One is that it’s nice to be able to American biology departments and medical research and say they’re doing fine, and it’s true that we have excellent opportunities for advanced research, but it’s our public schools that fill the pipeline leading to those places. Look in our research labs, and what will you see? Swarms of Chinese students. I have no objection to that, but think long term: most of those students will go home to build careers there, not here. Students who do not get the basics of science are handicapped when it comes to progressing up the academic ladder, so sure, let’s knee-cap our student base by telling them all that the most minimal, trivial understanding of an entire large discipline isn’t actually all that important. Where are our future American biologists going to come from, then?

Well, if creationism is unimportant, then I guess they’re all coming from private schools and a handful of wealthy public schools in blue areas populated with already privileged parents. 

PZ adds that we need even people who don’t have careers in science to understand science, which is increasingly important to being a basic citizen. I agree with that, but I also think it’s critically important to remember that public schools are about more than creating basic literacy across a population. They’re also—or should be, anyway—about giving students who have merit but not means the opportunity to better themselves. When conservatives pillage the science courses at a high school, they’re essentially killing off the potential careers in science of every student who might have talent in that school, or nearly all of them anyway. (Sure, there’s always an outlier genius who manages anyway, but that isn’t something to build a society on.) This is why conservatives are attacking high schools, by the way. The end goal is to make schools outside of the bubble of privilege so ineffective that the dream of class mobility is ended.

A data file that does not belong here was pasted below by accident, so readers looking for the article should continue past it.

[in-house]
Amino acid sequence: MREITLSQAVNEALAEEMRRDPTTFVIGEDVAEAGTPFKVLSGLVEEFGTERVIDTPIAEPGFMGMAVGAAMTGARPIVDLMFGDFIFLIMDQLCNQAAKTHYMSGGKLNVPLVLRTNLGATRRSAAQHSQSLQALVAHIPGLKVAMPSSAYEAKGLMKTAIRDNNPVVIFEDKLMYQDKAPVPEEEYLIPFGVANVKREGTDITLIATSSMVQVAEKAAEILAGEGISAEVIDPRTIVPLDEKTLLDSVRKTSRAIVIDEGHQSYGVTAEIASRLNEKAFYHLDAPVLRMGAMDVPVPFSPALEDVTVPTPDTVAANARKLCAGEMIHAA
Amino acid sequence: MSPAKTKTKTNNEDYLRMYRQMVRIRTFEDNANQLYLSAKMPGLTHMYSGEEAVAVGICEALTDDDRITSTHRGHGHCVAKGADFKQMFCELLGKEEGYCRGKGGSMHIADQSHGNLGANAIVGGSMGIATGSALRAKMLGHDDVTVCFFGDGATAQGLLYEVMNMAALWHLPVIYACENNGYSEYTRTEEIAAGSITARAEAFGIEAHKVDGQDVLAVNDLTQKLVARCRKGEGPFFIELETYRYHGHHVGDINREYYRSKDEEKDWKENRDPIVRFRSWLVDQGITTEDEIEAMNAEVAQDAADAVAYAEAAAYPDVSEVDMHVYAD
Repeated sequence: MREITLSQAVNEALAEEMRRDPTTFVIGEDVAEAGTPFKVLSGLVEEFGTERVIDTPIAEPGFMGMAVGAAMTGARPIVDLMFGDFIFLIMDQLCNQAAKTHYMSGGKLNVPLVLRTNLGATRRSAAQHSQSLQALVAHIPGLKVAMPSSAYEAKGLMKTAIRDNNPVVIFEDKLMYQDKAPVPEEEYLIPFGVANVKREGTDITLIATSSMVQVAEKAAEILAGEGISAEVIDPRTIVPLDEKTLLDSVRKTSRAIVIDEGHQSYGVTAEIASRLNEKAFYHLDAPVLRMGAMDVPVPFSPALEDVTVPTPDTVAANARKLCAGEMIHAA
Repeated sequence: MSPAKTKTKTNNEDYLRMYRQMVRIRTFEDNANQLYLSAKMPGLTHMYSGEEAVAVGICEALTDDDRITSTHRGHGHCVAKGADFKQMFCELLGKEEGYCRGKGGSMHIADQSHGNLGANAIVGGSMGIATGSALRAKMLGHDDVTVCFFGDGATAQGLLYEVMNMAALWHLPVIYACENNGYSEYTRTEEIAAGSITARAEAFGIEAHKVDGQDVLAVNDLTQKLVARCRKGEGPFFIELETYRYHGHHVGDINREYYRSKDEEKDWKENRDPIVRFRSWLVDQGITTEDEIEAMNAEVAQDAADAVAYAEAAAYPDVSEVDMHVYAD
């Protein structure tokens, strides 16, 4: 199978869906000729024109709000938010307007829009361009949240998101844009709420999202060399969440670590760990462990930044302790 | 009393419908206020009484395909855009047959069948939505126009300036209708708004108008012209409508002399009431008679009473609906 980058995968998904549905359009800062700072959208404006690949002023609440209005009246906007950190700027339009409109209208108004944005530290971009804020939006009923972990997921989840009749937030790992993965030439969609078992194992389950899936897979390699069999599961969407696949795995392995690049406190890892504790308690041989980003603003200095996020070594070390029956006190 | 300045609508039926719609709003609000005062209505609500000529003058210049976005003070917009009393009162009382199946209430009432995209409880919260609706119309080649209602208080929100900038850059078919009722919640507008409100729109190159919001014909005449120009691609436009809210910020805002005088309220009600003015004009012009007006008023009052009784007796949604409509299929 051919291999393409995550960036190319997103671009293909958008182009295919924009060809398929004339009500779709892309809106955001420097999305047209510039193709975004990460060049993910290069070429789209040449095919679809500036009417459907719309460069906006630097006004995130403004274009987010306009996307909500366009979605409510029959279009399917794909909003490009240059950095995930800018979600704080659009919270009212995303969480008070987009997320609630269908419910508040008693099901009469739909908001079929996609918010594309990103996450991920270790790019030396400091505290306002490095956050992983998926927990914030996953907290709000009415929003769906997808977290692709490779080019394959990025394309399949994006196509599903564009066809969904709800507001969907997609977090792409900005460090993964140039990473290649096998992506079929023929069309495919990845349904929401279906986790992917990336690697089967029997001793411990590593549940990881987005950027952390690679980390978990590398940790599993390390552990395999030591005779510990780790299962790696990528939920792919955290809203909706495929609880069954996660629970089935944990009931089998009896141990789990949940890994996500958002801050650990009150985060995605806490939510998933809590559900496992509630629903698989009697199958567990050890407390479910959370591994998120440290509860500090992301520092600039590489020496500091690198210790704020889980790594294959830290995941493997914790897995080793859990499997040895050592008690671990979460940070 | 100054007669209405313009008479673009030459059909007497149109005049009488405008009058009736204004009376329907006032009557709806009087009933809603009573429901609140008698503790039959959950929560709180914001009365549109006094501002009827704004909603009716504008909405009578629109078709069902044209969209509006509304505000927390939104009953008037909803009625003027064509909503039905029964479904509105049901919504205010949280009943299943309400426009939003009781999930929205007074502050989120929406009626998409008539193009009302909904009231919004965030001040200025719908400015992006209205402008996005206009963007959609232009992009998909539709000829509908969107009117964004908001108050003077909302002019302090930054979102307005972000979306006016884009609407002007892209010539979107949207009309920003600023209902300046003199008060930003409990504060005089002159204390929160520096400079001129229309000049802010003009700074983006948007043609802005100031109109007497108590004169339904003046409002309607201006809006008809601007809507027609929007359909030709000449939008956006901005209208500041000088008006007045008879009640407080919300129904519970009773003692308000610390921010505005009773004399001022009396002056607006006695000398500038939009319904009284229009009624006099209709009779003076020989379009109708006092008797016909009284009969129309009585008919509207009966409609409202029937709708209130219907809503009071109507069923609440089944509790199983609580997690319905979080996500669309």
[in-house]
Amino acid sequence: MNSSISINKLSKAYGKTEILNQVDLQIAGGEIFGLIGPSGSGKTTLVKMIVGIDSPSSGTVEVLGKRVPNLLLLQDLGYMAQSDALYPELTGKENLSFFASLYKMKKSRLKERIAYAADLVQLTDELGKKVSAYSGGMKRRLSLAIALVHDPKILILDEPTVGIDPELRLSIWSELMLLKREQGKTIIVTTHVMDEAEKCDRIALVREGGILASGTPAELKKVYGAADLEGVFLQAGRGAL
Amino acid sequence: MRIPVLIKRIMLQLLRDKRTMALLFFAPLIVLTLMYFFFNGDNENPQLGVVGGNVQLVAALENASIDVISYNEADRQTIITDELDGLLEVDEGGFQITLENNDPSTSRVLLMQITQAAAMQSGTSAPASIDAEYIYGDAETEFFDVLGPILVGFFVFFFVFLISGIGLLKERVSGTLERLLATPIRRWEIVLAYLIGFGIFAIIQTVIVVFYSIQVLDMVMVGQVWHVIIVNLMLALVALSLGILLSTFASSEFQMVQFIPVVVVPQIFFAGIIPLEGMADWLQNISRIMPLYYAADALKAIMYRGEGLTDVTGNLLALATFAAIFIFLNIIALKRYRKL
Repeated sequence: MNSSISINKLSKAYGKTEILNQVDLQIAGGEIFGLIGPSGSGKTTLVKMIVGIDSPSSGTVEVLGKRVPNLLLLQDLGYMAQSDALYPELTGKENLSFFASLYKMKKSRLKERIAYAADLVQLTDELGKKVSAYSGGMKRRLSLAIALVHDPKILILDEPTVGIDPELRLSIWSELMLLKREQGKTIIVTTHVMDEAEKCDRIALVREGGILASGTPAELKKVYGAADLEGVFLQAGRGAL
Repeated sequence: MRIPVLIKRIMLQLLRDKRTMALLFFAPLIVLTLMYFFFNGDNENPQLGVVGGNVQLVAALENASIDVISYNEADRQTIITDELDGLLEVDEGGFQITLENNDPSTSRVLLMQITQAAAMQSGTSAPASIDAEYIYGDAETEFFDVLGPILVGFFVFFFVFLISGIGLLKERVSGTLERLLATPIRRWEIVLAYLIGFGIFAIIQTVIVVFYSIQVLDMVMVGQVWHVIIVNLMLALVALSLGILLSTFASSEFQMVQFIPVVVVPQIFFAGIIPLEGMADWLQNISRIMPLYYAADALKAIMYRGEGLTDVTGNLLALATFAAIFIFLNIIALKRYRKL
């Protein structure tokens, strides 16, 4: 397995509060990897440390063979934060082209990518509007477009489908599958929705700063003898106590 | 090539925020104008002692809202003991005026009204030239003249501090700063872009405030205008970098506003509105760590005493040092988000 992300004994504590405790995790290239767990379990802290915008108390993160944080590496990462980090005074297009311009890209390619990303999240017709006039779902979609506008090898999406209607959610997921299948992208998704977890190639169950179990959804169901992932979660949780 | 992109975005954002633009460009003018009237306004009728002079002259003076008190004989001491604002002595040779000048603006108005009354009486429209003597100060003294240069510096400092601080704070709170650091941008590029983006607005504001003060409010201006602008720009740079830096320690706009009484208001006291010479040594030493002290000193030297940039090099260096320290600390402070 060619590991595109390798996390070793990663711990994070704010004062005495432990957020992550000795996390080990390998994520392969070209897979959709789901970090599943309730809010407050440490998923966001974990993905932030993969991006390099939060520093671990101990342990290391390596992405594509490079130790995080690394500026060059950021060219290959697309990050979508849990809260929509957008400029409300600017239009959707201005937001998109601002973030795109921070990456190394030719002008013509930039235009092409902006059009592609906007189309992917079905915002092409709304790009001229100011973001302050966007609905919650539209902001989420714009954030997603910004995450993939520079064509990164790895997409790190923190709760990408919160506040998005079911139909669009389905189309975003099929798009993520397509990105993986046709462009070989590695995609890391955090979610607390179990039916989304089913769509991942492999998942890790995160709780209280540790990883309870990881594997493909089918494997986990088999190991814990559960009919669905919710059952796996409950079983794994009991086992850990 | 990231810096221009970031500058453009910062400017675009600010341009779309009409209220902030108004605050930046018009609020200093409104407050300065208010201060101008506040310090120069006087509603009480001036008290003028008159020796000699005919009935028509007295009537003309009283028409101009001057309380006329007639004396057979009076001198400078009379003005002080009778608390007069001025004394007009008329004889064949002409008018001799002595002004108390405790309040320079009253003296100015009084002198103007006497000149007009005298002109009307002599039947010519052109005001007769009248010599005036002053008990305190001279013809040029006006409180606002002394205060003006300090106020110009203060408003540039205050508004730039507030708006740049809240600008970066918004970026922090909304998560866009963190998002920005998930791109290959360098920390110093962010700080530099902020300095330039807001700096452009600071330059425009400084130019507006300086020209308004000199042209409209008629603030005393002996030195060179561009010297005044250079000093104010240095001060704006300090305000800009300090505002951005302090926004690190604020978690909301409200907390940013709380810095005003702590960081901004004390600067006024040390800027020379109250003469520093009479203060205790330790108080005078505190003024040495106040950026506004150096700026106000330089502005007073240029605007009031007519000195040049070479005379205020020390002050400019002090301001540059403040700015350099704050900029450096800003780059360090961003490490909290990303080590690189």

Look at the courses they are most interested in attacking: science, history, and health education. A good science education or a good history education is exactly the sort of thing that can inspire a kid to go into the sciences or the humanities when they go to college, because their imagination  has been turned on by learning that there’s more to this world than what they immediately see. I can speak from experience; my high school biology course didn’t teach evolution. Without evolution, biology actually doesn’t make sense, and instead it’s just an anatomy class. Dissecting cats and labeling pictures of flowers is passing the time, and not really education. I had no idea how fascinating biology actually was until I was an adult, and long past any chance of starting on that as a career path. Not that I think I would, but you can easily see someone like me making that choice as a young woman, but not really being able to because I was never offered that option in a realistic sense to begin with. That’s the hope of these kinds of educational attacks, to keep the high school curriculum in most public schools dull and meaningless, so that students aren’t inspired and end up staying home instead of pursuing bigger dreams. 

And in case the dulling of their minds doesn’t work, forced pregnancy will, which is why conservatives are intent on getting anti-contraception propaganda into the schools. Get ‘em knocked up and married by 19, and they won’t be going anywhere. Teach ‘em in high school that the North started the Civil War and at least you have the white portion of the working class as Republicans voting their racial resentments. Until you put the obsession with creationism into the larger picture, I can see that maybe it doesn’t seem to matter all that much. But in reality, creationism in schools is about inequality, and specifically targeting rural schools for education programs that keep the students uneducated and stuck in their lives. So whether or not evolution comes up in one’s routine Twitter debates with conservatives is interesting and all, but not really the point here. 

*Worth pointing out that’s roughly the same percentage of people who identify as non-religious in this country. I wonder how complete the overlap is; it would have to be pretty strong, wouldn’t it?

Amanda Marcotte
Amanda Marcotte
Amanda Marcotte is a freelance journalist born and bred in Texas, but now living in the writer reserve of Brooklyn. She focuses on feminism, national politics, and pop culture, with the order shifting depending on her mood and the state of the nation.